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The Films of John Huston: The Asphalt Jungle

August 23, 2010

This is one of those films that makes me happy about doing a retrospective on John Huston. Just when I think it’s going to get boring, I stumble on a movie like The Asphalt Jungle, and it blows me away.

The Asphalt Jungle, for a cinemaphile today, is a study in influence—not what it was influenced by, rather what it influenced later and still influences now. I can’t think of any other Huston film I’ve seen that so readily ignites callbacks (call-forwards?) to so many films I’ve seen before seeing this.

If I were pitching it to a studio today, I’d say, “It’s like Reservoir Dogs meets The Seven Samurai meets David Mamet.” You can’t watch it without hitting your head and saying, “So that’s where that’s from.”

And to say this is Huston at the height of his powers” isn’t enough. You must say, “This is Huston at the height of his powers in the 1950s.”

And it is. Structurally, Jungle is air tight. It takes chances, but they’re carefully controlled to provide maximum shock, at least retrospectively—I can’t know how shocking they were in 1950, but I do know that in the context of the film they’re surprising and clearly deliberate—the gun falling on the floor and nailing one of the gang members, the abrupt execution of the double-crosser, the delightful close-up of teenage boobies…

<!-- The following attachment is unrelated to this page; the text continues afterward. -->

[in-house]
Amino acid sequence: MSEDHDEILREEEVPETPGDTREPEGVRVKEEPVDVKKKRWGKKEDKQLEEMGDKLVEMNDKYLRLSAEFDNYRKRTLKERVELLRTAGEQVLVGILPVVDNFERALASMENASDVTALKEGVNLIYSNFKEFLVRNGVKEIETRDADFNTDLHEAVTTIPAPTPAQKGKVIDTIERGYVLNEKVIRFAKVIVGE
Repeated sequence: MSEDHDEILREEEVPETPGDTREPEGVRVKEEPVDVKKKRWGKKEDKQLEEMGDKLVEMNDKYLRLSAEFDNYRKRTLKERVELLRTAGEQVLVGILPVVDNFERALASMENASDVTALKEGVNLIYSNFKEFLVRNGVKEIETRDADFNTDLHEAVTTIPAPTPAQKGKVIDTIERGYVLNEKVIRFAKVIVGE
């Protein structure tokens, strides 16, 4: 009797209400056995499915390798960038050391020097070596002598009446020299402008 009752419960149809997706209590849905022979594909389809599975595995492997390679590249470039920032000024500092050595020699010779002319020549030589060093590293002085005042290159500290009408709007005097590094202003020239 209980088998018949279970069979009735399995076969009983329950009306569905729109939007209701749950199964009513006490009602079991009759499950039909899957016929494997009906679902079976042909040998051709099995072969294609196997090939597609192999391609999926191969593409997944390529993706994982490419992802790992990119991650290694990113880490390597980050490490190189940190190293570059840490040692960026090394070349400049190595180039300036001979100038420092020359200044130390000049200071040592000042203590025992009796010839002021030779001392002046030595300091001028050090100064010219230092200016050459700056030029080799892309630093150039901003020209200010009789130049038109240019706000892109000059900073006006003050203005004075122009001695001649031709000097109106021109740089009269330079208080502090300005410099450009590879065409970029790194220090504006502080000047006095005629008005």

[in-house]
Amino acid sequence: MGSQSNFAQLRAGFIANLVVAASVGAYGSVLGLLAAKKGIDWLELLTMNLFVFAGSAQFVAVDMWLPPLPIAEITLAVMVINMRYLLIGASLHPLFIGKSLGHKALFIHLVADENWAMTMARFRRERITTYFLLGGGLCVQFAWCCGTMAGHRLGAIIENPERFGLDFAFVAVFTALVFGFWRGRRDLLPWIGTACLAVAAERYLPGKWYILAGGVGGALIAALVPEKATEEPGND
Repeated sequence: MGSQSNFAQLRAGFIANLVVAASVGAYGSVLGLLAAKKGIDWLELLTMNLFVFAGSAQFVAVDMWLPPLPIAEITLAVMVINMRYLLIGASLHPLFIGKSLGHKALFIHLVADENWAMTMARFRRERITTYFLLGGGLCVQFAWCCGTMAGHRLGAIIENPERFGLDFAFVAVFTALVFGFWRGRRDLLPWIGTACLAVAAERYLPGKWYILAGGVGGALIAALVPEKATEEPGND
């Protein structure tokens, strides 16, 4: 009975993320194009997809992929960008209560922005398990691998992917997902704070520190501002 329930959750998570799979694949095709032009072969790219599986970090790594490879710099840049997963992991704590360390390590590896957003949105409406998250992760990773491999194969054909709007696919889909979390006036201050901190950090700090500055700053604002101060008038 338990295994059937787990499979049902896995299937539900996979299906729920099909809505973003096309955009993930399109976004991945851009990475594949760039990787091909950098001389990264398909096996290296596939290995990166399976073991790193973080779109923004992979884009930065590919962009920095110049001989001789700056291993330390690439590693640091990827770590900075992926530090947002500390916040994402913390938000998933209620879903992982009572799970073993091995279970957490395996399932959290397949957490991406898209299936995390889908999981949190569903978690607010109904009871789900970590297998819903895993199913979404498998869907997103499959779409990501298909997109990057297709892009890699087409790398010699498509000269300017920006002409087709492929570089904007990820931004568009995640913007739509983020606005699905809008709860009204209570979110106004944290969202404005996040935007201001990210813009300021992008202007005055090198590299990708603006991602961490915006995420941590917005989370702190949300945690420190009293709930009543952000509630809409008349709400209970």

Is this the same guy who made The Maltese Falcon? It doesn’t quite feel that way. Falcon seemed a little tighter, more rigid. Here Huston feels more relaxed—the dialogue isn’t a rapid-fire barrage of quips and one-liners. The characters aren’t as grotesque—they seem a little more human.

Here’s a quick recap: Several men of various means and personalities join together to pull off one big score that will set them for life.

Sound familiar? I remember several reviews of Reservoir Dogs mentioning this movie, and it makes sense, you can see so many of the characters here: Mr. White, Joe, Nice Guy Eddie, and most of all Mr. Pink.

Each culprit has a story to tell, and Huston explores every one, in sequences reminiscent of the samurai “tryouts” from Seven Samurai—made several years later—Huston sets up the wandering lives of his culprits: Sterling Hayden, the cop from The Godfather, James Whitmore, Brooks from Shawshank Redemption, and many others, including tbe master cracksman; Sam Jaffe, the planner, the…Each character provides their own introduction. And as we meet them we get an insight to their personal lives. So when the heist comes, we know what’s at stake with each member.

Apparently this was the first movie to depict the sequence of a heist, but while it’s a great action scene, it works even better as a character study of how each man reacts under pressure, and what he does when the plan is derailed. Some make surprisingly noble gestures, some not so noble, but it works and is fascinating to watch. I could go on detailing scenes and spoiling surprises, but half the fun in seeing a movie the practically invents its own genre is discovering the sources yourself, and watching a great story along the way.

Oh yes, and the thing Jungle is most known for nowadays is the first big appearance of a young Marilyn Monroe.


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